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Federal officials are tracking the outbreak of avian influenza in dairy cattle

STEVE INSKEEP, HOST:

Federal officials are tracking an outbreak of bird flu in dairy cattle. It's been detected in herds in at least half a dozen states, which scientists are watching because they're alert for any potential pandemic. NPR's Will Stone reports.

WILL STONE, BYLINE: Cows are just the latest mammal to end up with this kind of bird flu. There have been red foxes in the Netherlands, sea lions in South America, bears in Canada, and dozens more. Avian influenza generally does not spread well between mammals. One reason it's appearing more often now is probably because the outbreak is so huge. Millions of wild and domestic birds have been infected around the world.

NICHOLA HILL: It's got the largest geographic footprint we've ever seen.

STONE: That's Nichola Hill, a disease ecologist at the University of Massachusetts Boston.

HILL: So it's creating all of these new transmission pathways that we didn't know existed.

STONE: It's still not clear exactly how the virus arrived in dairy cattle in Texas. Hill says so far, genetic sequencing of the virus in cows suggests it jumped from wild birds.

HILL: There are certainly mutations in those bird flu viruses that are now in cattle, but there's no evidence of it mutating in the direction of efficient human-to-human transmission, so that's really good news.

STONE: Of course, the fear is that could change the more that the H5N1 virus spreads in mammals that are in close contact with humans. The genetic data from the Texas dairy worker who was recently infected did show a mutation that's typically seen when bird flu gets into mammals. Anice Lowen, an influenza virologist at Emory University, says this is the first giveaway that it's evolving to better replicate.

ANICE LOWEN: So we're not surprised by it. It's not a good sign, but we also know that it's not enough to really create pandemic potential.

STONE: What would be concerning? Changes that allow avian influenza to easily infect humans. That could happen if the virus adapts to lock onto the receptors in the upper respiratory tract of humans.

LOWEN: Different receptors are used by influenza viruses in different species, so we're not seeing a lot of evolution in that function of the virus.

STONE: At least not when there's been spillover into mammals so far. Lowen says luckily, cows are not hosts for other influenza A viruses that could mix with this bird flu and spawn new, dangerous versions. She'd be much more worried if it were spreading in pigs.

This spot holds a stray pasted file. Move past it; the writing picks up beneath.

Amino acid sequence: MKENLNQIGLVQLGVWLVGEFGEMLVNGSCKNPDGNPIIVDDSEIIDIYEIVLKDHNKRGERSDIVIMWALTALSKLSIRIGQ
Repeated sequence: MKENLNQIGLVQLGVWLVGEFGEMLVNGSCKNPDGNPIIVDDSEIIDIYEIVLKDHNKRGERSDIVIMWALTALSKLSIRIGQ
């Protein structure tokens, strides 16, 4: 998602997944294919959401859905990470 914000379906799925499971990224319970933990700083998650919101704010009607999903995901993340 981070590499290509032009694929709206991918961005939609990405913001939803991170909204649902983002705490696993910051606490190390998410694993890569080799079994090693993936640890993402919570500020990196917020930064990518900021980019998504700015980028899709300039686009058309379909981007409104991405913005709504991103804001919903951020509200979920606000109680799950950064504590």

LOWEN: Because influenza A viruses are widespread in pigs, and those viruses that circulate in pigs are quite similar to the viruses that circulate in humans.

STONE: Scientists have also used lab experiments with ferrets to model how this version of bird flu spreads. A study from the CDC looked at the virus isolated from a severe human case. It had a high capacity to replicate in human cells, but required direct contact between the animals to spread. Darwyn Kobasa led his own study at Canada's National Microbiology Laboratory, this looking at virus found in wild animals, including a hawk.

DARWYN KOBASA: It very rapidly transmitted by contact from infected to uninfected animals, and in the originally uninfected animals, it caused lethal infection.

STONE: He says there was also preliminary evidence suggesting it may be able to spread from one animal to another in the air, but that did not lead to severe illness, and there are many caveats. Ferrets are not the same as humans.

KOBASA: We certainly don't see any changes that would suggest that there's any way to support efficient airborne transmission.

STONE: When it comes to dairy cattle, it's not really looking like a respiratory illness. There's not much virus in the nasal swabs. Instead, it's mostly in the milk.

DAVID SWAYNE: A lot of virus in the milk.

STONE: David Swayne is a veterinarian who spent decades studying avian influenza.

SWAYNE: At least some of the hypotheses are is that the transmission is actually occurring in a very unique and defined environment.

STONE: Maybe in the milking parlor, maybe as the cattle are being transported. It's still not clear. Overall, Swayne is not alarmed.

SWAYNE: It is different from previous outbreaks 'cause we do have wild mammals infected, and now we have dairy cows, but the details tell us that we're not to a point where we have a high level of concern.

STONE: After all, he says, only a handful of human cases have been reported worldwide.

Will Stone, NPR News.

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